Alice in Wonderland
Directed by Tim Burton
Starring Mia Wasikowska, Johnny Depp, Helena Bonham Carter, Anne Hathaway, Crispin Glover, Matt Lucas, Stephen Fry, Michael Sheen, and Alan Rickman.
Tim Burton was one of the first directors I identified with and glommed onto. When I got my DVD player, I said I would get all his movies on DVD. (Still missing Beetlejuice, Mars Attacks!, and Sleepy Hollow, in case you’re thinking of gift ideas.) So when I heard that he was hopping on the 3D, performance capture bandwagon to do Alice in Wonderland, I was intrigued. It seemed that Burton’s unique visual flair would be ideal to realize Wonderland on the big screen. So how’d it all turn out?
We catch up with Alice as a young woman in her late teens or early twenties. She has forgotten all about Wonderland, dismissing it as little more than a childhood dream. And now, it seems her life is all mapped out for her. She’s about to go into an arranged marriage and settle down and lead a dull and ordinary life. But then, at her engagement party, she spies a White Rabbit, and once again falls down the rabbit hole. But this is not the Wonderland of her youth. The Red Queen is on a mad quest to become ruler of all, and is carving a swath of destruction across the land. The Mad Hatter and his band of rebels see Alice as the chosen one…the one who will end the Red Queen’s reign and return the White Queen to the throne. It seems even in this world, Alice’s life is all mapped out for her. Will she ever be able to find her own destiny?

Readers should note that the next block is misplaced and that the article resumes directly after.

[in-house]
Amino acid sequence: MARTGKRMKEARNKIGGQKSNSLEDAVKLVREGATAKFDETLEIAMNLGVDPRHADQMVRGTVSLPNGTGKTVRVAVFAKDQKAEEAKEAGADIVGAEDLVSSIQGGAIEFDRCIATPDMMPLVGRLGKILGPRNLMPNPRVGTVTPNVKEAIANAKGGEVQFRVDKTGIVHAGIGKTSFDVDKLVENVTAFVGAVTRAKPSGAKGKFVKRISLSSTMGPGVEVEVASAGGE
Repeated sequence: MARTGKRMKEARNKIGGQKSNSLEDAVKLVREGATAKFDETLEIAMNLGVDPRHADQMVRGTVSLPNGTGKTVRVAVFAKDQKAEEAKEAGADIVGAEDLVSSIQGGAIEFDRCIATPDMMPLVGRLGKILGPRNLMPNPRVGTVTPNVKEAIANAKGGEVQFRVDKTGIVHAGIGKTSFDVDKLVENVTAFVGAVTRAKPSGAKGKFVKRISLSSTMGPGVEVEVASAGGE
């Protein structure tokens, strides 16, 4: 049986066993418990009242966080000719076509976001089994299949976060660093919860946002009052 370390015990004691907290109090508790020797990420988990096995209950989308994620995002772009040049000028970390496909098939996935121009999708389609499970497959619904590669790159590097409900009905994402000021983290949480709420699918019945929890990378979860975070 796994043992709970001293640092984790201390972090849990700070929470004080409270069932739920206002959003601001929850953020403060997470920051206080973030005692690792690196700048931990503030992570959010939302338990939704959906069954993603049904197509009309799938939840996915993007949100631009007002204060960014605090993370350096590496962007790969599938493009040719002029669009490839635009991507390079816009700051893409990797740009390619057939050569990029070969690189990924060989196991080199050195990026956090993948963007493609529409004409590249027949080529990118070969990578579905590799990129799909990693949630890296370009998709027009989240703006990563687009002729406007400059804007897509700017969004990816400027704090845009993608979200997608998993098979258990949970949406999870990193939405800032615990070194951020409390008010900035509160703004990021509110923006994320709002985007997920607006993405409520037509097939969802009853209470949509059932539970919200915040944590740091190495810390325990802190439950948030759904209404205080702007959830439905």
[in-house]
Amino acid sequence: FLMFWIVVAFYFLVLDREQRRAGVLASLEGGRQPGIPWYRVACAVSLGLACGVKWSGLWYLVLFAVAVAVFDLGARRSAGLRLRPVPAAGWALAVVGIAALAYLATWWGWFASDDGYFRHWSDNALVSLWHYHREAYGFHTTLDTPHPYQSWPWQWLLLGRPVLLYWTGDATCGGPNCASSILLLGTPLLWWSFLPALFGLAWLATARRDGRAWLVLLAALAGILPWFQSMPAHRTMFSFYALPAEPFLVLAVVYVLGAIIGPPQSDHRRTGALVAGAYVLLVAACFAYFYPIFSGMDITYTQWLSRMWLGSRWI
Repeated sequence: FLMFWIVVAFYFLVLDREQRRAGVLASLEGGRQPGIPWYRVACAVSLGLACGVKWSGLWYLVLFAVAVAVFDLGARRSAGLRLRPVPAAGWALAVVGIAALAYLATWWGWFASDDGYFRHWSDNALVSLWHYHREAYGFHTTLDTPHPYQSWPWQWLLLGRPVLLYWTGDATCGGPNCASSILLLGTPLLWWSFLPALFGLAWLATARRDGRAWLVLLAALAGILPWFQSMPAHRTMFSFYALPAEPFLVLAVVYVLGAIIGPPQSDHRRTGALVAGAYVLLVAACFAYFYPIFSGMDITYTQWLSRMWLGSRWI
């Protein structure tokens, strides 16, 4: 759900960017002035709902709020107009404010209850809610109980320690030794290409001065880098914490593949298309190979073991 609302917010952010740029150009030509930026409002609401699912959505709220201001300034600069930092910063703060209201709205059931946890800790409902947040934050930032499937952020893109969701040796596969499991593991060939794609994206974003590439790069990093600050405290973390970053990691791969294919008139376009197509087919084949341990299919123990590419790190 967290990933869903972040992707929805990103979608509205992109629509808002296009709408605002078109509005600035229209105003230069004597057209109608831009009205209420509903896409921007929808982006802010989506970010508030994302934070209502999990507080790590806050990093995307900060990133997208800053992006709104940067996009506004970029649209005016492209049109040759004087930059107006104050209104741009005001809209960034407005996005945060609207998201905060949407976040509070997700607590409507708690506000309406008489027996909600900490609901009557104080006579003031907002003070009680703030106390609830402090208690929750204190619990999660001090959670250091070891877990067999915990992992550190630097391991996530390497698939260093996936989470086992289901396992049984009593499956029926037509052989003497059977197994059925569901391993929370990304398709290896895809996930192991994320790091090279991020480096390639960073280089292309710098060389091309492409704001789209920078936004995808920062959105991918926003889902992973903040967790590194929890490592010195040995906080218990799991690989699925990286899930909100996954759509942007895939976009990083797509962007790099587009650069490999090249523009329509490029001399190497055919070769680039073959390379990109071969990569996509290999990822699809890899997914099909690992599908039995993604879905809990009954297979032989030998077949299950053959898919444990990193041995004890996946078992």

What I Liked
Well, it’s Tim Burton, so all the Burton touches that I like are on display. There’s some wild visuals, a pretty good Danny Elfman score, and top notch performances by Depp and Carter. The special effects are amazing, especially the climactic battle with the Jabberwocky…truly one of the most frightening dragons ever seen on the big screen.
What I Didn’t Like
The plot is your fairly basic fantasy plot. On a quest, find the magic sword, slay the dragon. Alice really has grown into a Disney princess in this film…feeling enslaved by the trappings of her position, and looking for a better life out there.
Familiar characters shoehorned into a familiar plot…the whole darn thing just feels so familiar. I feel like Burton just did this for the paycheck.